Next up are the 18/1 trio of reigning champion Jordan Spieth, majors nearly-man Rickie Fowler, and Rory McIlroy. Spieth comes into the tournament in rotten form and it’s hard to justify a bet on him at the prices. Fowler can certainly play links golf and he enjoyed his standard Open warm-up, the Scottish Open, where he finished sixth and this looks a genuine opportunity to break his majors duck. Punters must decide whether 18/1 is a price they want to take about a Rickie win, however. Rory did not impress in the Irish Open, an event he promotes, finishing 28th but there are some encouraging high finishes prior to that and the current lack of wind in the forecast and absence of punishing rough would suit the four-time major winner.

Brooks Koepka could hardly have impressed more at the US Open and has finished sixth and 10th in his last two Opens. The 20/1 looks very backable to this writer.

After Brooks come Jon Rahm and Tommy Fleetwood at 22/1, Alex Noren at 25/1, and a trio of 28/1 shots – Francesco Molinari, Justin Thomas and Sergio Garcia. The latter is a tried and trusted Open lover who would have secured a place payout in three of the last five years and looks the most appealing of the leading contenders.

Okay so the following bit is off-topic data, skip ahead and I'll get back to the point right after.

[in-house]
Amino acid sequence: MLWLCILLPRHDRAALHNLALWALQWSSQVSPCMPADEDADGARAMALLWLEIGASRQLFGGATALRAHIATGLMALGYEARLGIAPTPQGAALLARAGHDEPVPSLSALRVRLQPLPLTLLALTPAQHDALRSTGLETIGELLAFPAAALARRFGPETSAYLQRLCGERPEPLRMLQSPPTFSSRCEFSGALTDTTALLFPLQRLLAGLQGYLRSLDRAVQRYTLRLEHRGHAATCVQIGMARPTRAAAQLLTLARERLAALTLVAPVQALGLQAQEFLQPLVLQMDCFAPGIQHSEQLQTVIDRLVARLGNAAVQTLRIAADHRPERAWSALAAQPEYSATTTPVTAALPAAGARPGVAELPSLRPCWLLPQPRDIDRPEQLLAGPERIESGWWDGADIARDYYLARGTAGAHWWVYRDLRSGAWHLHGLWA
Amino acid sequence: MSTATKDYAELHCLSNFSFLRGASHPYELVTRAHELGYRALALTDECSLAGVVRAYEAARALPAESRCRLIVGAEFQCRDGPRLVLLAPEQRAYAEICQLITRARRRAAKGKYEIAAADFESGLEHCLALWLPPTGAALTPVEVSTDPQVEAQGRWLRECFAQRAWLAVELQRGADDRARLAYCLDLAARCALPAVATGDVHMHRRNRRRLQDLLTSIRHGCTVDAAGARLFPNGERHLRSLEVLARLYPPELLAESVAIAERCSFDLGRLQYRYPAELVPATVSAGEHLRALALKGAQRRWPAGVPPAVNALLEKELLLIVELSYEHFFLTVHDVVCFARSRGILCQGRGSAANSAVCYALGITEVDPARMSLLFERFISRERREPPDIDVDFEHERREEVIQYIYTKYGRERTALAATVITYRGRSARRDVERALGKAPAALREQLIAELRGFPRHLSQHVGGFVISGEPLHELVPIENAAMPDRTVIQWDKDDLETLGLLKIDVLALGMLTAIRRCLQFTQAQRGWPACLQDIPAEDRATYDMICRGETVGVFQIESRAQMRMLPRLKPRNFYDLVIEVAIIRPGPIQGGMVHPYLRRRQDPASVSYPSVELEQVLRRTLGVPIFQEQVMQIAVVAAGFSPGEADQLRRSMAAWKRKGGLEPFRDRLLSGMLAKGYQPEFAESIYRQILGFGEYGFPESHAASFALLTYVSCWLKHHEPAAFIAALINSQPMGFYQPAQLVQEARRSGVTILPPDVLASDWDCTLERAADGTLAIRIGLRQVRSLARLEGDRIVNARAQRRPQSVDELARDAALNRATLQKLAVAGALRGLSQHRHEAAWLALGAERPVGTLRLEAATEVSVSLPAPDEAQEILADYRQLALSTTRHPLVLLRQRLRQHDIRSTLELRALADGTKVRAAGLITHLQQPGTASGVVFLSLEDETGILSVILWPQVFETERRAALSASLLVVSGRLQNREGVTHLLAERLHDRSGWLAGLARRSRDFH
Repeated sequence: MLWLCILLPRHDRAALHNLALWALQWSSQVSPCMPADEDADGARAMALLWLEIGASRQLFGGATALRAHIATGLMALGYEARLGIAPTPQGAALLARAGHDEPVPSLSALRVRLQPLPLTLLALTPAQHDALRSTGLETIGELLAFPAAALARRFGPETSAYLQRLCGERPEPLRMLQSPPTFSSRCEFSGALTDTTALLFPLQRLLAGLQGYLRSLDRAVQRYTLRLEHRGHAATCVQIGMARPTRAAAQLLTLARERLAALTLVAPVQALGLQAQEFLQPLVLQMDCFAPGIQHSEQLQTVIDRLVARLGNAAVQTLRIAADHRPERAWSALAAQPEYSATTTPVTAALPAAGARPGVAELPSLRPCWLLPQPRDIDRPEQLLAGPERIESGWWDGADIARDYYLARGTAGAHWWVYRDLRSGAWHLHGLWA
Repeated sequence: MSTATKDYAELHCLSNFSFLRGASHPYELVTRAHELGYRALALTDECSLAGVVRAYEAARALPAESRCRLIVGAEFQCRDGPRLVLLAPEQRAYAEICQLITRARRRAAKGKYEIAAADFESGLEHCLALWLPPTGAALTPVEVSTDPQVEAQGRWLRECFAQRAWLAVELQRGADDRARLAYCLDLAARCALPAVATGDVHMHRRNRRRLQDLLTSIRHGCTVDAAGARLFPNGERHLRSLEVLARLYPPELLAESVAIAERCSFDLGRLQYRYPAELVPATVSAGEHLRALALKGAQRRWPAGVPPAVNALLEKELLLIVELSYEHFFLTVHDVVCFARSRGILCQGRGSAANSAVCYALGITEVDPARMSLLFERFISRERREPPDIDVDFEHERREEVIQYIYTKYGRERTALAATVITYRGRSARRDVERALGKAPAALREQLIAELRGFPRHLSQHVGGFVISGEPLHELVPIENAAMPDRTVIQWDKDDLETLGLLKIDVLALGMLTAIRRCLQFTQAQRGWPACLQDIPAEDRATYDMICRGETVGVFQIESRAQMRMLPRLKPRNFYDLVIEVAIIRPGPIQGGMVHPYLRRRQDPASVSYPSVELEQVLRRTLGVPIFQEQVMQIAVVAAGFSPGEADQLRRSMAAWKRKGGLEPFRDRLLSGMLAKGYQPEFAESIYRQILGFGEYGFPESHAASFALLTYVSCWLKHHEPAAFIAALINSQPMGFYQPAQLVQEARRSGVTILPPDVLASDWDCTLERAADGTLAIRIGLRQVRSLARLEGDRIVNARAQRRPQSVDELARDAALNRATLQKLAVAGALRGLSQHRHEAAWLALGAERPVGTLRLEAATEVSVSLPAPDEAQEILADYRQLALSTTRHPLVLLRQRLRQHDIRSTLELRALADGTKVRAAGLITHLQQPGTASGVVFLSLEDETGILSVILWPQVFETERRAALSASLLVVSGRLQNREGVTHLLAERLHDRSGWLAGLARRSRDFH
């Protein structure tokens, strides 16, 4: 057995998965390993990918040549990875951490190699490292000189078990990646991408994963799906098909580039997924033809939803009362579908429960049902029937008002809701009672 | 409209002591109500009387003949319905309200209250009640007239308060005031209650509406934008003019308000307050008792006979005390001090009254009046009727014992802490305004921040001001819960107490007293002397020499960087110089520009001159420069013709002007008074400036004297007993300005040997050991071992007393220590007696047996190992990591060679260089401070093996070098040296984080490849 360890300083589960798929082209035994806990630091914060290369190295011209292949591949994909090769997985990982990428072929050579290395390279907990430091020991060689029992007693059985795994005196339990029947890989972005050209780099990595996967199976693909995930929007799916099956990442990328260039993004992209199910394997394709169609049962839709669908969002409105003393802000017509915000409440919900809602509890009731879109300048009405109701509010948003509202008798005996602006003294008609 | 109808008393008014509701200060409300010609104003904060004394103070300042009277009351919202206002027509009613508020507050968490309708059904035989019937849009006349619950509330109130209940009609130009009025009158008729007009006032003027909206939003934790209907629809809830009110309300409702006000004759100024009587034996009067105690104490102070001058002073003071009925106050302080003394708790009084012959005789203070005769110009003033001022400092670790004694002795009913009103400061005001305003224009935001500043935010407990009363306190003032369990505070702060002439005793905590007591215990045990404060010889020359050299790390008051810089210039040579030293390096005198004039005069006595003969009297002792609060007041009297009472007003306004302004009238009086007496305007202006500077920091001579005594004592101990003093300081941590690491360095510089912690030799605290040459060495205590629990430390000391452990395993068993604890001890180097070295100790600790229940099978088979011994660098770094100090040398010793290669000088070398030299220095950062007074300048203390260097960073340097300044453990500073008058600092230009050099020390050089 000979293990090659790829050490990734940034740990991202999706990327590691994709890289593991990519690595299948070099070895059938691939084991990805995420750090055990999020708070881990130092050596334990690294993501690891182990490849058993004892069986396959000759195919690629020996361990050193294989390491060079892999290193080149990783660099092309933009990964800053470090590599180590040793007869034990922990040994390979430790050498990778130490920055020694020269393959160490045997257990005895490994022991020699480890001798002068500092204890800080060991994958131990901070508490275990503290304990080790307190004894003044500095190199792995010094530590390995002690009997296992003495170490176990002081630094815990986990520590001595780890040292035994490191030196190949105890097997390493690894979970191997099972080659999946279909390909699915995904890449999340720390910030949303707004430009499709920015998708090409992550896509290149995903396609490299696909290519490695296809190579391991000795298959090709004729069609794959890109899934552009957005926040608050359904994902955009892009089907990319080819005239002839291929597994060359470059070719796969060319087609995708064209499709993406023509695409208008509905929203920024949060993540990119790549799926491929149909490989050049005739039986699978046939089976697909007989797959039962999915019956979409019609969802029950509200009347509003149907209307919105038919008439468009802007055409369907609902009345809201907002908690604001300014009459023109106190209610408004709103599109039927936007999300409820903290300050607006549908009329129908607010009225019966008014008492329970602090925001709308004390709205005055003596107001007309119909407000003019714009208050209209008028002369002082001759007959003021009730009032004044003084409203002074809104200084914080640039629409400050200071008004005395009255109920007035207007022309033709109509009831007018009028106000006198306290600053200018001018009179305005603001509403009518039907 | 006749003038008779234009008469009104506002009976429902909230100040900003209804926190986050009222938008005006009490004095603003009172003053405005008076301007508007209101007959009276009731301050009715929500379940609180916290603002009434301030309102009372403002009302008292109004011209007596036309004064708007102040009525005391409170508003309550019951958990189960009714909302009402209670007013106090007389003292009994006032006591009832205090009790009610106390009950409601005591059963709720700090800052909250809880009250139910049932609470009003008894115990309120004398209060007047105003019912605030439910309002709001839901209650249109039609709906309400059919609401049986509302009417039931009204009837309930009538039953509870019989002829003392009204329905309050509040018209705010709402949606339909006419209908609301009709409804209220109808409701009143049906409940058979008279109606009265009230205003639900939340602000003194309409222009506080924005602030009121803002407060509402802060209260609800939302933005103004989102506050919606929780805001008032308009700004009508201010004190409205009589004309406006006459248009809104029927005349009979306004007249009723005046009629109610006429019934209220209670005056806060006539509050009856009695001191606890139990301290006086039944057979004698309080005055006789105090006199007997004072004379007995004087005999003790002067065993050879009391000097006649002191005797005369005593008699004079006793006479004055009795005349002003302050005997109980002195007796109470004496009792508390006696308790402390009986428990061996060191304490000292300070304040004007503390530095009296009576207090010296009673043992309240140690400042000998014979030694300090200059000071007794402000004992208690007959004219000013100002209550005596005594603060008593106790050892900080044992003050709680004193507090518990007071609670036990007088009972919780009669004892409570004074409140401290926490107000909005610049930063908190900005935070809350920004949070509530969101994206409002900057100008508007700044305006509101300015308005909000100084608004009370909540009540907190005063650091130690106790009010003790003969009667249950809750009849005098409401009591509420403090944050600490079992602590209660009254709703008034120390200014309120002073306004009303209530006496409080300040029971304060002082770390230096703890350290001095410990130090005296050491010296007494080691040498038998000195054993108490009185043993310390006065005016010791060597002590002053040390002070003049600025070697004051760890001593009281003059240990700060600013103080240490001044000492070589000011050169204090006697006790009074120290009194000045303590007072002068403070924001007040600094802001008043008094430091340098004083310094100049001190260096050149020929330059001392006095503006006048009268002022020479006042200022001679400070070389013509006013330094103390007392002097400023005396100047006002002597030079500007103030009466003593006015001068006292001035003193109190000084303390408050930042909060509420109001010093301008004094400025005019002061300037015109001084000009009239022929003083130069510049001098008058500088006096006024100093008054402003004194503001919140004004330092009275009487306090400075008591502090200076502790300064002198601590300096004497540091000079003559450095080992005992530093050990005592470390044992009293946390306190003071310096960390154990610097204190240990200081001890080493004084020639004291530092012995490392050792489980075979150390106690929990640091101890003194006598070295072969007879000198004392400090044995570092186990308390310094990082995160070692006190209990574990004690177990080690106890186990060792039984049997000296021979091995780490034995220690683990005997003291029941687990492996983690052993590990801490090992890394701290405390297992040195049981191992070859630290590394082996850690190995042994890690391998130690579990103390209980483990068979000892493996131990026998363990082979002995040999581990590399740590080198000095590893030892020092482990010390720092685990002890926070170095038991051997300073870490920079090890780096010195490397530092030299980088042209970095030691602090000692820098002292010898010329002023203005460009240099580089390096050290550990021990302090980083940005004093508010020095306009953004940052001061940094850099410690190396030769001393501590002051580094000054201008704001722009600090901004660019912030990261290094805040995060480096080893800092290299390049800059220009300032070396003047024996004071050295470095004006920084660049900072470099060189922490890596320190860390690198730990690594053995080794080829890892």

The big names keep coming! Henrik Stenson – a very solid prospect this week – and Tiger Woods can both be backed at 30/1 while 33/1 grabs you a slice of Paul Casey, and 35/1 is available on Branden Grace, Jason Day and Tyrell Hatton. Masters champion Patrick Reed is 40/1 and Marc Leishman, a real Open lover with a runner-up finish in 2015 and sixth in 2017, is 45/1.

There are of course loads more markets to get stuck into on Betfair and you can find plenty of tips and previews on Betting.Betfair this week >>> https://betting.betfair.com/golf/the-open/

Whoever you back and in whatever market, good luck!